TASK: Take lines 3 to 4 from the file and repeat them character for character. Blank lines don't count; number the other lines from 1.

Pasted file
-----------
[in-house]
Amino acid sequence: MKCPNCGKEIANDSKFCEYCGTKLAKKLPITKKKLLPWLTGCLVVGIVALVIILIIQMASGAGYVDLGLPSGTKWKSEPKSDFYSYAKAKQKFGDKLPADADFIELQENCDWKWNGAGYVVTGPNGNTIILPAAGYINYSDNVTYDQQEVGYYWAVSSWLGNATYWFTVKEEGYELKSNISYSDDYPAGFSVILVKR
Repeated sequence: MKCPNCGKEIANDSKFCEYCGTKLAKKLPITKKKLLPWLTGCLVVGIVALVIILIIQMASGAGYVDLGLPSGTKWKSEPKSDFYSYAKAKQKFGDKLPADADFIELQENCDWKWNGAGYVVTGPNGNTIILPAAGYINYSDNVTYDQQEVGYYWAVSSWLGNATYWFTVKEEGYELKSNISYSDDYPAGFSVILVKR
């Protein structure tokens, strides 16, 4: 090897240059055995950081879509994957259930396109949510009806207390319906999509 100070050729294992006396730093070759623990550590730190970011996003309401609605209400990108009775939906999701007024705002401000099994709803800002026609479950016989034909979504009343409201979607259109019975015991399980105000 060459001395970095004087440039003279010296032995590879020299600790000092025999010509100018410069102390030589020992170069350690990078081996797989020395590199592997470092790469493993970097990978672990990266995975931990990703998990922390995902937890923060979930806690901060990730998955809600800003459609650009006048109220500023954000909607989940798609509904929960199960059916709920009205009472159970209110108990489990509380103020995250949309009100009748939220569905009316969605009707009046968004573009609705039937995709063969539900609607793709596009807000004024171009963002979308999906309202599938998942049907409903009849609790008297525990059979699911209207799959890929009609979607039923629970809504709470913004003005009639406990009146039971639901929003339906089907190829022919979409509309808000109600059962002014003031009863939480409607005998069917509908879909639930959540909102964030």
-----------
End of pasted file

Repeated sequence: MKCPNCGKEIANDSKFCEYCGTKLAKKLPITKKKLLPWLTGCLVVGIVALVIILIIQMASGAGYVDLGLPSGTKWKSEPKSDFYSYAKAKQKFGDKLPADADFIELQENCDWKWNGAGYVVTGPNGNTIILPAAGYINYSDNVTYDQQEVGYYWAVSSWLGNATYWFTVKEEGYELKSNISYSDDYPAGFSVILVKR
């Protein structure tokens, strides 16, 4: 090897240059055995950081879509994957259930396109949510009806207390319906999509 100070050729294992006396730093070759623990550590730190970011996003309401609605209400990108009775939906999701007024705002401000099994709803800002026609479950016989034909979504009343409201979607259109019975015991399980105000 060459001395970095004087440039003279010296032995590879020299600790000092025999010509100018410069102390030589020992170069350690990078081996797989020395590199592997470092790469493993970097990978672990990266995975931990990703998990922390995902937890923060979930806690901060990730998955809600800003459609650009006048109220500023954000909607989940798609509904929960199960059916709920009205009472159970209110108990489990509380103020995250949309009100009748939220569905009316969605009707009046968004573009609705039937995709063969539900609607793709596009807000004024171009963002979308999906309202599938998942049907409903009849609790008297525990059979699911209207799959890929009609979607039923629970809504709470913004003005009639406990009146039971639901929003339906089907190829022919979409509309808000109600059962002014003031009863939480409607005998069917509908879909639930959540909102964030």